DARE TO ASK: Are remarks harassment or flattery?
By PHILLIP MILANO, The Times-Union
Is Latino culture more sexist? I can't walk through the mostly Latino
neighborhood near my house without getting harassed by men who think it's
acceptable to make sexual comments or catcalls.
Katie, 23, Korean and white female, Washington, D.C.
In Latin cultures, men give out piropos ("little gems"), poetic compliments
to get a woman's attention, like "You have eyes like the dawn." Also, Latin
women don't fall apart at the slightest perception of "harassment" like some
Anglo women do. They aren't assumed to be so weak that someone whistling at them
should make them cringe in fear. It's a far healthier attitude that encourages
women to own their own sexuality, and I plan to pass that along to my daughters.
A.C.C., 38, Mexican and American Indian male, Phoenix
Perhaps Latin men should stick to sending their piropos to Latin women since
they won't fall apart. White women don't usually appreciate this kind of
attention and wouldn't want their daughters to, either. By the way, is it
necessary to grab your crotch when complimenting a woman on her eyes?
William, South Carolina
My many Hispanic male friends hate their catcalling brethren. It's low-class
and makes all Hispanic men look bad. So teach your daughters it's OK to be
objectified. That's a really positive message to give young girls.
Jay, female, New York
Let an Asian/white girl spout one racist lie after another, and that's OK.
But let a righteous Latino brother give them the truth, and one racist Anglo
after another drops a load in their pants.
Marisol, 23, Hispanic female, Nogales, Ariz.
The Austin-based Latino Comedy Project (www.lcp.org), an award-winning sketch
comedy ensemble, pokes raucous fun at this very situation in a popular stage
sketch, part of which goes like this:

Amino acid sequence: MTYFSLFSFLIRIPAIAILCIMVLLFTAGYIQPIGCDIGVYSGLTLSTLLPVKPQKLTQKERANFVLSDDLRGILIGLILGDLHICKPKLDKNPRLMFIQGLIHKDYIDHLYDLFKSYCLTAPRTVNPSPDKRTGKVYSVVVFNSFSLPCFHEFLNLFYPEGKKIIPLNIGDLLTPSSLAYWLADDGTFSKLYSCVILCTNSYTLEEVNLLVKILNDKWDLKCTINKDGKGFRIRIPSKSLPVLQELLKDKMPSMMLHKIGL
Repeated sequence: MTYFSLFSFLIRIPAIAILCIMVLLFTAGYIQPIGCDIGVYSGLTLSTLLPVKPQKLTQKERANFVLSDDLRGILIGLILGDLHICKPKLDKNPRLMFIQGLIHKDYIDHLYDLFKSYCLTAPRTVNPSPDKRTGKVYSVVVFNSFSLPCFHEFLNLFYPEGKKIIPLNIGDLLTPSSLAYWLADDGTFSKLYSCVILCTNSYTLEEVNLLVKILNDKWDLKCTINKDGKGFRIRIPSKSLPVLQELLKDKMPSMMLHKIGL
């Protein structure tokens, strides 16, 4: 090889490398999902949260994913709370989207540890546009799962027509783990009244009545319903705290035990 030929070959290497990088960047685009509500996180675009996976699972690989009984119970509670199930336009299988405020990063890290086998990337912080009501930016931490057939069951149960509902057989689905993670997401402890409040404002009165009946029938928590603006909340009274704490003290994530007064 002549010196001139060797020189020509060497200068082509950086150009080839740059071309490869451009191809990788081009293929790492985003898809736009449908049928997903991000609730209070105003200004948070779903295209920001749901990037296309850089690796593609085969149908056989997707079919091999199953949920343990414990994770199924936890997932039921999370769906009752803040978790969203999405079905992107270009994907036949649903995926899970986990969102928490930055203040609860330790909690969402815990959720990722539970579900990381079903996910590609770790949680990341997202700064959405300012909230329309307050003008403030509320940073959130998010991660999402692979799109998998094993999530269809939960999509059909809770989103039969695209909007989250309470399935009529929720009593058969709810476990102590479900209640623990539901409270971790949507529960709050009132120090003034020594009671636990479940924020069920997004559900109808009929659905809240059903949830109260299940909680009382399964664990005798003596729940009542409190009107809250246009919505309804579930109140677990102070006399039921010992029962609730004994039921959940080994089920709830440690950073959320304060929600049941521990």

ANNOUNCER: "Ladies, are you tired of constantly getting hit on every time you
go out? Tired of unwanted advances from unsavory characters? Well, pendejos
(jerks) can be a thing of the past with the new, all-purpose Pendejo
Self-Defense Kit for Women!"
Founding member Adrian Villegas says the skit touches a huge nerve.
"Whenever we do that, the Latinas in the audience go crazy, particularly when
the Mojado Pendejo [a male jerk who also happens to be an undocumented border
crosser] comes out."
"These women know that [catcalling] is not acceptable," Villegas said. "By
mocking it, it's a cathartic release."
Lobbing verbal assaults isn't unique to Hispanic men, he added; all groups
contain such rogues. Among Hispanics, it's mostly lower-class Mexican immigrants
who haven't assimilated into U.S. culture, may lack a sense of power and "if
they can get away with it and someone doesn't say -- -- you, they may sense
someone is being flattered."
"My girlfriend would make them wish they'd never done it."
Phillip Milano, author of I Can't Believe You Asked That! (Perigee),
moderates cross-cultural dialogue at Y? The National Forum on People's
Differences. Visit www.yforum.com to submit questions and answers, or mail to
Phillip Milano, c/o The Florida Times-Union, P.O. Box 1949, Jacksonville, FL
32231. Include contact information.